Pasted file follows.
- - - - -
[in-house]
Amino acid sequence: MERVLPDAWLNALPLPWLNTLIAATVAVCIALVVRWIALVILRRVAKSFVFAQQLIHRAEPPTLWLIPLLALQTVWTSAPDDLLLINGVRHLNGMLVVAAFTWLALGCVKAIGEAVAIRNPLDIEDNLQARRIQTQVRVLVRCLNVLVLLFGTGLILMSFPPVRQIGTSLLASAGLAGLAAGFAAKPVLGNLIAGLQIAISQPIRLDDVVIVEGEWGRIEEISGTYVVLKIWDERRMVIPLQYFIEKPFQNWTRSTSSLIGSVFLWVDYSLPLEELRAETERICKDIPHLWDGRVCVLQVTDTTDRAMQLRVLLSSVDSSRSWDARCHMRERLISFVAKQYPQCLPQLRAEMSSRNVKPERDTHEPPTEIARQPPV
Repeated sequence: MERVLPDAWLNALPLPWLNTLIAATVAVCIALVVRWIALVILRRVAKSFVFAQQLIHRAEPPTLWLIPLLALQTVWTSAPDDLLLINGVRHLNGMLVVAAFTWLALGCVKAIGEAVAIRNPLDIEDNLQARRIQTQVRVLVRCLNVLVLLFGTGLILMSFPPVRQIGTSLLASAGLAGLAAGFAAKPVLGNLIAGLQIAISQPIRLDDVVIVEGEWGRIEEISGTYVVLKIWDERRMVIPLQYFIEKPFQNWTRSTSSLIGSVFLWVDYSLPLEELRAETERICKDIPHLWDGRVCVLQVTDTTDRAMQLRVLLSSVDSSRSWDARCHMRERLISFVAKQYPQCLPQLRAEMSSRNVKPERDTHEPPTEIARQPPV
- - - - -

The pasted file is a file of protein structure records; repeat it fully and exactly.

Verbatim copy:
[in-house]
Amino acid sequence: MERVLPDAWLNALPLPWLNTLIAATVAVCIALVVRWIALVILRRVAKSFVFAQQLIHRAEPPTLWLIPLLALQTVWTSAPDDLLLINGVRHLNGMLVVAAFTWLALGCVKAIGEAVAIRNPLDIEDNLQARRIQTQVRVLVRCLNVLVLLFGTGLILMSFPPVRQIGTSLLASAGLAGLAAGFAAKPVLGNLIAGLQIAISQPIRLDDVVIVEGEWGRIEEISGTYVVLKIWDERRMVIPLQYFIEKPFQNWTRSTSSLIGSVFLWVDYSLPLEELRAETERICKDIPHLWDGRVCVLQVTDTTDRAMQLRVLLSSVDSSRSWDARCHMRERLISFVAKQYPQCLPQLRAEMSSRNVKPERDTHEPPTEIARQPPV
Repeated sequence: MERVLPDAWLNALPLPWLNTLIAATVAVCIALVVRWIALVILRRVAKSFVFAQQLIHRAEPPTLWLIPLLALQTVWTSAPDDLLLINGVRHLNGMLVVAAFTWLALGCVKAIGEAVAIRNPLDIEDNLQARRIQTQVRVLVRCLNVLVLLFGTGLILMSFPPVRQIGTSLLASAGLAGLAAGFAAKPVLGNLIAGLQIAISQPIRLDDVVIVEGEWGRIEEISGTYVVLKIWDERRMVIPLQYFIEKPFQNWTRSTSSLIGSVFLWVDYSLPLEELRAETERICKDIPHLWDGRVCVLQVTDTTDRAMQLRVLLSSVDSSRSWDARCHMRERLISFVAKQYPQCLPQLRAEMSSRNVKPERDTHEPPTEIARQPPV